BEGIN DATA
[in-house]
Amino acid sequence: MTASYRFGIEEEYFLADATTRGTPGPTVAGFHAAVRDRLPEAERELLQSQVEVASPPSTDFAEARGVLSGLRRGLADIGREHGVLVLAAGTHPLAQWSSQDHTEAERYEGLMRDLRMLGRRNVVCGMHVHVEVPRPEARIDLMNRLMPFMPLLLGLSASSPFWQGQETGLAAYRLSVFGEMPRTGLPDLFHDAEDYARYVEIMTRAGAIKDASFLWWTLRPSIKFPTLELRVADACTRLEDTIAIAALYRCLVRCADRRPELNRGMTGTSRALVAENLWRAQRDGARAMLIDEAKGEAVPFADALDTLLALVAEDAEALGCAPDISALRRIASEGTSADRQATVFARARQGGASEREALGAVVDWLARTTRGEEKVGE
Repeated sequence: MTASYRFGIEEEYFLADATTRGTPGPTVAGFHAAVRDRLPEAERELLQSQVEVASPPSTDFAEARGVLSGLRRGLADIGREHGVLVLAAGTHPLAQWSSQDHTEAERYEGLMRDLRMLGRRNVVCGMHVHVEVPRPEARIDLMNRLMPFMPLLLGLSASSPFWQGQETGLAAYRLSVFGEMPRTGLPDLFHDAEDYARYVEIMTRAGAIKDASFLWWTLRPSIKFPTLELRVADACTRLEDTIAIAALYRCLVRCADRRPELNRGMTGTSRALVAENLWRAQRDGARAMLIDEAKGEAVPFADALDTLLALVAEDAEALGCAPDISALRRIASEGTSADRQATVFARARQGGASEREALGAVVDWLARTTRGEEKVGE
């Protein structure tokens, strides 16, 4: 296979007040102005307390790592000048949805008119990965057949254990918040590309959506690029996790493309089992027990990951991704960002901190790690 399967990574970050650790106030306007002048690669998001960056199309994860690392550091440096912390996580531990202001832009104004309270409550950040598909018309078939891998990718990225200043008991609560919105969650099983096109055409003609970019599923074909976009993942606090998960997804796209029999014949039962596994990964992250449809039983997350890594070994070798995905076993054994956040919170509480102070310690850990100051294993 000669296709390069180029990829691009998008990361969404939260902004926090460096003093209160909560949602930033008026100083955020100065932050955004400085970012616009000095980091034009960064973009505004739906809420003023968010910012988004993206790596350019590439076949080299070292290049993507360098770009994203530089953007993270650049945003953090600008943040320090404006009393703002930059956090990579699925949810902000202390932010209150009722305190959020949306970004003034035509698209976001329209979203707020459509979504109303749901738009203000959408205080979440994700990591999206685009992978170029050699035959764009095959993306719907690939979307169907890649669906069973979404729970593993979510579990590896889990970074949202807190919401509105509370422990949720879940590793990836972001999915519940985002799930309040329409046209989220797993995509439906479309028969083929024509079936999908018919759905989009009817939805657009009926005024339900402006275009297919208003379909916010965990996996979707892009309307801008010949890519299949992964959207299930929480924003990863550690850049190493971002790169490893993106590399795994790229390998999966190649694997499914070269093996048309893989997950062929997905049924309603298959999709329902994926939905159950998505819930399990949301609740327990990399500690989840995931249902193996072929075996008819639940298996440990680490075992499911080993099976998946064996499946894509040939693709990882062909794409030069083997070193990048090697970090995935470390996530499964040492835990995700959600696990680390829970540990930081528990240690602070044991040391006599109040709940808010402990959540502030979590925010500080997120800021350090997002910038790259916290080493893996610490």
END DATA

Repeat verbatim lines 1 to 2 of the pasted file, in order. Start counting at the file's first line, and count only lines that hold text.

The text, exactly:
[in-house]
Amino acid sequence: MTASYRFGIEEEYFLADATTRGTPGPTVAGFHAAVRDRLPEAERELLQSQVEVASPPSTDFAEARGVLSGLRRGLADIGREHGVLVLAAGTHPLAQWSSQDHTEAERYEGLMRDLRMLGRRNVVCGMHVHVEVPRPEARIDLMNRLMPFMPLLLGLSASSPFWQGQETGLAAYRLSVFGEMPRTGLPDLFHDAEDYARYVEIMTRAGAIKDASFLWWTLRPSIKFPTLELRVADACTRLEDTIAIAALYRCLVRCADRRPELNRGMTGTSRALVAENLWRAQRDGARAMLIDEAKGEAVPFADALDTLLALVAEDAEALGCAPDISALRRIASEGTSADRQATVFARARQGGASEREALGAVVDWLARTTRGEEKVGE